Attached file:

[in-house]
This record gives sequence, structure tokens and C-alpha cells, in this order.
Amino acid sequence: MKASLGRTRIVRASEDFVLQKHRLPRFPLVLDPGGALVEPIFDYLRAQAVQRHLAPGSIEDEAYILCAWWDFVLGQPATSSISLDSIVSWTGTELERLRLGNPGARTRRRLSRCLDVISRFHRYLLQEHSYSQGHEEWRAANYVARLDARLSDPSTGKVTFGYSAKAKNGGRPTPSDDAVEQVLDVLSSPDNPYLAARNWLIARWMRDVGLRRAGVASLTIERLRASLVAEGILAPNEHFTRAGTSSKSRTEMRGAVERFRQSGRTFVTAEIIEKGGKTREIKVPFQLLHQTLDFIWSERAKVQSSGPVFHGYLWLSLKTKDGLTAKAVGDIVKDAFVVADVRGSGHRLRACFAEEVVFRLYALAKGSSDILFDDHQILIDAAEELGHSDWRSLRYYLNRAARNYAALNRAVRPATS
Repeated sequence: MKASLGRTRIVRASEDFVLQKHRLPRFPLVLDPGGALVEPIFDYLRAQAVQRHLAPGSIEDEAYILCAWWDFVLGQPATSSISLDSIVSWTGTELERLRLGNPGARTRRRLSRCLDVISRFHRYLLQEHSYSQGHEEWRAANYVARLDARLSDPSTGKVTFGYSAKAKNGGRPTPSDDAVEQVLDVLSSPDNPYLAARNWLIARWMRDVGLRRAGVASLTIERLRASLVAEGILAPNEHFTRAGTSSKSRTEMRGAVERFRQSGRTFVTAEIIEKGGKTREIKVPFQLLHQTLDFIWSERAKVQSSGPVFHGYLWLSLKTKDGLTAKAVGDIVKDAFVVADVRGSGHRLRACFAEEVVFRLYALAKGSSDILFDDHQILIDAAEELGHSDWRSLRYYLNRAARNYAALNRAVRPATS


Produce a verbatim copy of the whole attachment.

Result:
[in-house]
This record gives sequence, structure tokens and C-alpha cells, in this order.
Amino acid sequence: MKASLGRTRIVRASEDFVLQKHRLPRFPLVLDPGGALVEPIFDYLRAQAVQRHLAPGSIEDEAYILCAWWDFVLGQPATSSISLDSIVSWTGTELERLRLGNPGARTRRRLSRCLDVISRFHRYLLQEHSYSQGHEEWRAANYVARLDARLSDPSTGKVTFGYSAKAKNGGRPTPSDDAVEQVLDVLSSPDNPYLAARNWLIARWMRDVGLRRAGVASLTIERLRASLVAEGILAPNEHFTRAGTSSKSRTEMRGAVERFRQSGRTFVTAEIIEKGGKTREIKVPFQLLHQTLDFIWSERAKVQSSGPVFHGYLWLSLKTKDGLTAKAVGDIVKDAFVVADVRGSGHRLRACFAEEVVFRLYALAKGSSDILFDDHQILIDAAEELGHSDWRSLRYYLNRAARNYAALNRAVRPATS
Repeated sequence: MKASLGRTRIVRASEDFVLQKHRLPRFPLVLDPGGALVEPIFDYLRAQAVQRHLAPGSIEDEAYILCAWWDFVLGQPATSSISLDSIVSWTGTELERLRLGNPGARTRRRLSRCLDVISRFHRYLLQEHSYSQGHEEWRAANYVARLDARLSDPSTGKVTFGYSAKAKNGGRPTPSDDAVEQVLDVLSSPDNPYLAARNWLIARWMRDVGLRRAGVASLTIERLRASLVAEGILAPNEHFTRAGTSSKSRTEMRGAVERFRQSGRTFVTAEIIEKGGKTREIKVPFQLLHQTLDFIWSERAKVQSSGPVFHGYLWLSLKTKDGLTAKAVGDIVKDAFVVADVRGSGHRLRACFAEEVVFRLYALAKGSSDILFDDHQILIDAAEELGHSDWRSLRYYLNRAARNYAALNRAVRPATS